To do this, companies can create policies and tools that feed personal satisfaction (see "Five Satisfaction Solutions," page 59, for specifics). For example, a 3M company policy required employees to spend a percentage of their time on personal business interests (Crupi credits this policy with the creation of Post-it Notes). USAA, the San Antonio-based financial services company, funds any graduate or undergraduate degree from an accredited academic institution, regardless of whether it directly applies to the person's job. "The theory is that any continuing education will provide fresh perspectives on any work they might be doing, as well as making the person more rounded," Crupi says.

In 10 years, Holmes believes talk of personal purpose in the workplace will be mainstream. And past team-building programs where employees left the office, divided into groups, and tried to assemble an ark or cheerlead themselves into a frenzy will be passé. Instead, companies will implement approaches that create avenues for people to pursue themselves and what matters most to them.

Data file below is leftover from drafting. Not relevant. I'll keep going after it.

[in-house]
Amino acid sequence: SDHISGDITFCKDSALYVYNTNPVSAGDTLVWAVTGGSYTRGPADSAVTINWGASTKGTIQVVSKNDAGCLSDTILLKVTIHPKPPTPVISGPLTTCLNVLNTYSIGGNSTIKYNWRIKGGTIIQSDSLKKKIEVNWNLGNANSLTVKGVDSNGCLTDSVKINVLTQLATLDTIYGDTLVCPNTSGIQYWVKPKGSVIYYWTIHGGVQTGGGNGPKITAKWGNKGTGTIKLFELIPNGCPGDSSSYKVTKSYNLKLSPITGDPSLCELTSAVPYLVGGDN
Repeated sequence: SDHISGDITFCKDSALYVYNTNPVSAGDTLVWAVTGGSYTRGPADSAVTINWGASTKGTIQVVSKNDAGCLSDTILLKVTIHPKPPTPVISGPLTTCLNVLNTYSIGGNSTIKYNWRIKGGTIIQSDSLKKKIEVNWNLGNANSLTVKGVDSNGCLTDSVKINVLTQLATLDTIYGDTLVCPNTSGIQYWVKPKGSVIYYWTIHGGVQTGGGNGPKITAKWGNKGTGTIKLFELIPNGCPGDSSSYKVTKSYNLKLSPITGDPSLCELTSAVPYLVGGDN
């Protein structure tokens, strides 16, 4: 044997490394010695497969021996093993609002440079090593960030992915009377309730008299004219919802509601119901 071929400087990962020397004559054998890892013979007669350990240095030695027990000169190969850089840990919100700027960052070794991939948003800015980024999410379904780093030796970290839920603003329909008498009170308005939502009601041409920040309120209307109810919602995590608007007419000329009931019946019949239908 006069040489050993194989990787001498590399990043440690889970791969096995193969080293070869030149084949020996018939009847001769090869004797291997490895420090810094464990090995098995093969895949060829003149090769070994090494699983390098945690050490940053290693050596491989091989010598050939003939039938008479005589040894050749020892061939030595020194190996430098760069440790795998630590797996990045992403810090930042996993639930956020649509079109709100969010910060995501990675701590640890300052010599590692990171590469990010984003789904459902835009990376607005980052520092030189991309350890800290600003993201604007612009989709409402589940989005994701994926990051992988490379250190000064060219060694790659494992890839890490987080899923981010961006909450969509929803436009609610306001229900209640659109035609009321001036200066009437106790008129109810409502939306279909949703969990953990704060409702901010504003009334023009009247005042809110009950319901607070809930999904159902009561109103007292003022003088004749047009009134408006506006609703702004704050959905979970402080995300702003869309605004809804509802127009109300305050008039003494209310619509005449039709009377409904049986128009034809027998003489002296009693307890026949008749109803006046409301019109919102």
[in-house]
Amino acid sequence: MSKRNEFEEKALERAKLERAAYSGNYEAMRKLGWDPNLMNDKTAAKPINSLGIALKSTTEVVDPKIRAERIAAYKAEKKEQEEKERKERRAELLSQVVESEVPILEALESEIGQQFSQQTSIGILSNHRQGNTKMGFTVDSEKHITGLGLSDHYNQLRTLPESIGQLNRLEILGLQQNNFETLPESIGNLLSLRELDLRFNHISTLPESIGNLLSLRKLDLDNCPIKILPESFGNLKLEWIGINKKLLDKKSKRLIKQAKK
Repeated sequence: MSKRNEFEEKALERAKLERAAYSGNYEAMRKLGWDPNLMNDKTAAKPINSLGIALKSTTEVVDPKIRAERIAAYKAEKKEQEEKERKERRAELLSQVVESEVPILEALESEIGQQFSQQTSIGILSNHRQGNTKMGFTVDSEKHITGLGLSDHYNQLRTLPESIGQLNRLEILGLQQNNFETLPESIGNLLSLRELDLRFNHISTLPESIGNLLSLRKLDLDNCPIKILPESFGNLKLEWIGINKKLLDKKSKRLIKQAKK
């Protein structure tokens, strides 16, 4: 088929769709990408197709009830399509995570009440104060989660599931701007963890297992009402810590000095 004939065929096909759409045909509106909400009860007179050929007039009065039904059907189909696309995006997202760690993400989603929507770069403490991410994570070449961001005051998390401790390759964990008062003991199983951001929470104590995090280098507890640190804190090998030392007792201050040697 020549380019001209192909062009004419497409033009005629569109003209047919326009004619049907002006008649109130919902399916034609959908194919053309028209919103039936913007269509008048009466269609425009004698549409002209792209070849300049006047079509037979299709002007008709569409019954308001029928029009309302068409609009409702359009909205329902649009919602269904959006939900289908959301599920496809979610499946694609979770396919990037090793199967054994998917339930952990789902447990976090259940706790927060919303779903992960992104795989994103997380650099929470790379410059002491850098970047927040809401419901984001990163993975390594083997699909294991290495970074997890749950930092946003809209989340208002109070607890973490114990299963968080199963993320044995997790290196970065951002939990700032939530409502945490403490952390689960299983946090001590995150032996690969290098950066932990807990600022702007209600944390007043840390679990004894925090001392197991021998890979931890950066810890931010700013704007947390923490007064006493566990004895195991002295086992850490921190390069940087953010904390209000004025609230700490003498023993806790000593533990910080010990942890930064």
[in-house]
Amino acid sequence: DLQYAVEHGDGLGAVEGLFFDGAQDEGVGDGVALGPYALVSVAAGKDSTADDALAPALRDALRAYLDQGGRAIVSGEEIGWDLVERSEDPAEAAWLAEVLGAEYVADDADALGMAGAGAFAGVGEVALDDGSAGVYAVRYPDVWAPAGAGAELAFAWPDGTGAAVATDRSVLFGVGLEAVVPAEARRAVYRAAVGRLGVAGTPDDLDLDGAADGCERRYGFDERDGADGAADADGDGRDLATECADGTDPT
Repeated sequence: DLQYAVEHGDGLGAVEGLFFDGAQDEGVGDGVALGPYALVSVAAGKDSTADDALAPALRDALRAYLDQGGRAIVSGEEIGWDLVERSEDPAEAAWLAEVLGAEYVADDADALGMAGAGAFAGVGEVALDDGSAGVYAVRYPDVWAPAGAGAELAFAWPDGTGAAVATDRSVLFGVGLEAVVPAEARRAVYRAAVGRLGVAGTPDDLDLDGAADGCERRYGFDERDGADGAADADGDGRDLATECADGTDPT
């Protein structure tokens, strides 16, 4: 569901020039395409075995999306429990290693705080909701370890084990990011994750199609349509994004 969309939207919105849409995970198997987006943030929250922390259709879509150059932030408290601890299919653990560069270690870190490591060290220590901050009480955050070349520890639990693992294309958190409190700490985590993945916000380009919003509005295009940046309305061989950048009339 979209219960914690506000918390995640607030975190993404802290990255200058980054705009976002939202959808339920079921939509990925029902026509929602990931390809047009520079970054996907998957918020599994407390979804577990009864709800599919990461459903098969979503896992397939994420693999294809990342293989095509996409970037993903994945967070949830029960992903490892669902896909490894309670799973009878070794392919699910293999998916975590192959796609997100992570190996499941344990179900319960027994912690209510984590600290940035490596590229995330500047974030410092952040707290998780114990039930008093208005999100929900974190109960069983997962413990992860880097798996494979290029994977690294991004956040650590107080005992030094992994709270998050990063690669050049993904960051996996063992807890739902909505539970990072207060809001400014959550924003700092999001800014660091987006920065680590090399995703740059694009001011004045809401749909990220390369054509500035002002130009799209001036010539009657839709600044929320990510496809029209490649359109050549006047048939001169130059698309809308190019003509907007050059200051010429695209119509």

Looking to foster a few personal pursuits among the cubicles in your workplace? Here are a few suggestions from the experts.


Reward people when they make a difference in other people's lives. Create a reward that recognizes this contribution and ensure it is values-based, not tied to productivity.

Recognize that every employee will score "10 out of 10" for his unique abilities. If you have performance issues with an employee, he probably is in the wrong job and using his skills in the wrong way. Put people in jobs that align with their interests, talents, and beliefs.

Bring in speakers and trainers whose underlying message is spiritually based, even though their topic may be leadership or ethics.